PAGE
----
News In Brief

By , Judy Nichols, and Stephanie Cook

With settlement talks having ended in failure, the federal judge overseeing Microsoft's antitrust trial was to issue a verdict after financial markets closed Monday, company officials said. US District Judge Thomas Penfield Jackson was expected to rule against the software giant, based on his findings last year that it stifled innovation and hurt consumers. If Jackson finds that Microsoft violated the law, he will then order remedies, which could involve further hearings and arguments. As the Monitor went to press, Microsoft stock had lost 13.7 percent of its value, or $14.55 a share.

The US will not contribute troops to an international peacekeeping force expected to patrol southern Lebanon after an Israeli Army pullout there, Defense Secretary William Cohen said. After meeting with Israeli Prime Minister Ehud Barak in Jerusalem, Cohen said he thought the United Nations Interim Force in Lebanon (UNIFIL) would continue to operate after the pullout without any new countries joining it. Israel set up its self-proclaimed "security zone" there in 1985 but has planned to vacate it by July following a stream of casualties.

An estimated 600 people began a 120-mile trek from Charleston, S.C., to the state capital to urge the removal of the Confederate flag from atop the Statehouse. The marchers plan to arrive in Columbia for a demonstration Thursday, when pro-flag supporters also have scheduled a Statehouse rally. The flag's presence over the capitol has become a hot topic this year, with the National Association for the Advancement of Colored People calling for a tourism boycott of the state.

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The Supreme Court rejected a challenge to a Tennessee law aimed at helping government officials and the public keep track of anyone ever convicted of a sex crime. The court left intact an appeals court ruling that says the law - which is similar to others in all 50 states and is modeled after the so-called federal "Megan's Law" - does not invade anyone's privacy or violate other constitutionally protected rights.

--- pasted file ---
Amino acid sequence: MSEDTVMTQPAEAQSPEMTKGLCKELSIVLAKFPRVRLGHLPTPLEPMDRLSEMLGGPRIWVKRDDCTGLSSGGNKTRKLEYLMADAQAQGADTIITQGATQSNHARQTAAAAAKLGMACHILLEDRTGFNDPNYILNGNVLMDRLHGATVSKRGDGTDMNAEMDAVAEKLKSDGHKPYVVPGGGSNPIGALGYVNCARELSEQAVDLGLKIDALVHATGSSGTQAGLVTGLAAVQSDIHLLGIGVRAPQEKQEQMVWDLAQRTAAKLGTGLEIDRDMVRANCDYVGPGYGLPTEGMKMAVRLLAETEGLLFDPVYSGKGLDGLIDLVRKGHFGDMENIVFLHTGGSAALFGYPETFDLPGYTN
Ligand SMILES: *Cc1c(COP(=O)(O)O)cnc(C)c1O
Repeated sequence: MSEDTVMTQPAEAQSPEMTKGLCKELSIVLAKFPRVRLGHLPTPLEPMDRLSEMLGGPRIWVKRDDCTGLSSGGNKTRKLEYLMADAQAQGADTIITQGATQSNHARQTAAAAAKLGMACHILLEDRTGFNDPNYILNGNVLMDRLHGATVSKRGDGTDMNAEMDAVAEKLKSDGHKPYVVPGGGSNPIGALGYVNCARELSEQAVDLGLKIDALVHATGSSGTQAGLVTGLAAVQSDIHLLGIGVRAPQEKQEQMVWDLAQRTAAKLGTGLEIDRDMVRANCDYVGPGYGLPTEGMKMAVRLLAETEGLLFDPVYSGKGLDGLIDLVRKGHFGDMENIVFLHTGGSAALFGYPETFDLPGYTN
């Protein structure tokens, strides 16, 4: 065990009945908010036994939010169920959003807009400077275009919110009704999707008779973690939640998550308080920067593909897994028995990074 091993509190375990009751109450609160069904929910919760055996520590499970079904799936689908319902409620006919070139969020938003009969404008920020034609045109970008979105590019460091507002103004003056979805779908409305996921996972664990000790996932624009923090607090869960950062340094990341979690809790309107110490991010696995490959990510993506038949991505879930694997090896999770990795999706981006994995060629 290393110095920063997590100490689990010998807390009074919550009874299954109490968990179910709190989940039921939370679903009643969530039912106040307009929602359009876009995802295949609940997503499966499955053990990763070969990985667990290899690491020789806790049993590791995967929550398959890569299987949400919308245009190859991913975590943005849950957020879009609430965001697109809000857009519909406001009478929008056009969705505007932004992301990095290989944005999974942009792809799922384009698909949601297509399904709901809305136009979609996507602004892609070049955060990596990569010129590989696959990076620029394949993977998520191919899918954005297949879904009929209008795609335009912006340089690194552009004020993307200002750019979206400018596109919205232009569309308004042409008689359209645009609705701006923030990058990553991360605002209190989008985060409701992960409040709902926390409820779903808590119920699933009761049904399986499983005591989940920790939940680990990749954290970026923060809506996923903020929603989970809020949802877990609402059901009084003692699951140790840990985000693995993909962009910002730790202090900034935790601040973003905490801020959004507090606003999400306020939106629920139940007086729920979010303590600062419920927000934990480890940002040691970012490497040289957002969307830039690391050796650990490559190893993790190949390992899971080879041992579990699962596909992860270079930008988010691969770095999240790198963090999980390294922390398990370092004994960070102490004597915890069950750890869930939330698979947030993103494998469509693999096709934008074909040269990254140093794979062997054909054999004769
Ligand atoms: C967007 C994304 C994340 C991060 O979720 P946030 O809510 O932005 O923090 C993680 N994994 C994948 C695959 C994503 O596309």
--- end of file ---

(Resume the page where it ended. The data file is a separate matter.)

Massachusetts's Thomas Reilly was expected become to the first attorney general in the nation to apply strict consumer-protection laws to the gun industry. The move, which has been vetted by the state's highest court, would effectively ban cheap "Saturday night specials" and would require handguns sold in the state to include childproof locks, tamper- proof serial numbers, and safety warnings.

In a sign that the economy continued to grow last month, the National Association of Purchasing Management reported that the manufacturing index was at 55.8 percent in March - down from 56.9 the month before, but still well above the reading of 50 that indicates expansion. But the Tempe, Ariz.-based organization also said a related inflation index was at a five-year high. The Commerce Department, meanwhile, reported that construction spending around the US rose - for the fifth straight month - 1.5 percent in February. Expenditures on building projects climbed to a seasonally adjusted annual rate of $758.7 billion, an all-time high monthly level.

(c) Copyright 2000. The Christian Science Publishing Society

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